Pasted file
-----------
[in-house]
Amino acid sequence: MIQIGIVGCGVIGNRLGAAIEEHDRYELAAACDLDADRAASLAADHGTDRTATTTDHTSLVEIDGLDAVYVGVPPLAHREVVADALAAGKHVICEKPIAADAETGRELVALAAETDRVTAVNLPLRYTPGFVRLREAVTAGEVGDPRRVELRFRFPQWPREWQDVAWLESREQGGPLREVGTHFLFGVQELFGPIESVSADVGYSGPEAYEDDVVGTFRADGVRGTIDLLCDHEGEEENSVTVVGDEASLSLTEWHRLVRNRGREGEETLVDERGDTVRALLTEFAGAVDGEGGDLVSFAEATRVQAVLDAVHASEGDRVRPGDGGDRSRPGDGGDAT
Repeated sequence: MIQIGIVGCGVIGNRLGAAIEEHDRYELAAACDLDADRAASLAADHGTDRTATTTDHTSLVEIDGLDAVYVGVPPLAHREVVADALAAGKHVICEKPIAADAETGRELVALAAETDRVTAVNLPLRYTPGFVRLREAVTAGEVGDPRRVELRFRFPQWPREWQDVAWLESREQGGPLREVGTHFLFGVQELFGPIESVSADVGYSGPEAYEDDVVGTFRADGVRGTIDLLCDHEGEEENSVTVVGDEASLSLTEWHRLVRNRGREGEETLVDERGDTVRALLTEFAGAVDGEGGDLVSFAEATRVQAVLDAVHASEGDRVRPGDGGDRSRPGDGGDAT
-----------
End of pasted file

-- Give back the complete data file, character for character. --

[in-house]
Amino acid sequence: MIQIGIVGCGVIGNRLGAAIEEHDRYELAAACDLDADRAASLAADHGTDRTATTTDHTSLVEIDGLDAVYVGVPPLAHREVVADALAAGKHVICEKPIAADAETGRELVALAAETDRVTAVNLPLRYTPGFVRLREAVTAGEVGDPRRVELRFRFPQWPREWQDVAWLESREQGGPLREVGTHFLFGVQELFGPIESVSADVGYSGPEAYEDDVVGTFRADGVRGTIDLLCDHEGEEENSVTVVGDEASLSLTEWHRLVRNRGREGEETLVDERGDTVRALLTEFAGAVDGEGGDLVSFAEATRVQAVLDAVHASEGDRVRPGDGGDRSRPGDGGDAT
Repeated sequence: MIQIGIVGCGVIGNRLGAAIEEHDRYELAAACDLDADRAASLAADHGTDRTATTTDHTSLVEIDGLDAVYVGVPPLAHREVVADALAAGKHVICEKPIAADAETGRELVALAAETDRVTAVNLPLRYTPGFVRLREAVTAGEVGDPRRVELRFRFPQWPREWQDVAWLESREQGGPLREVGTHFLFGVQELFGPIESVSADVGYSGPEAYEDDVVGTFRADGVRGTIDLLCDHEGEEENSVTVVGDEASLSLTEWHRLVRNRGREGEETLVDERGDTVRALLTEFAGAVDGEGGDLVSFAEATRVQAVLDAVHASEGDRVRPGDGGDRSRPGDGGDAT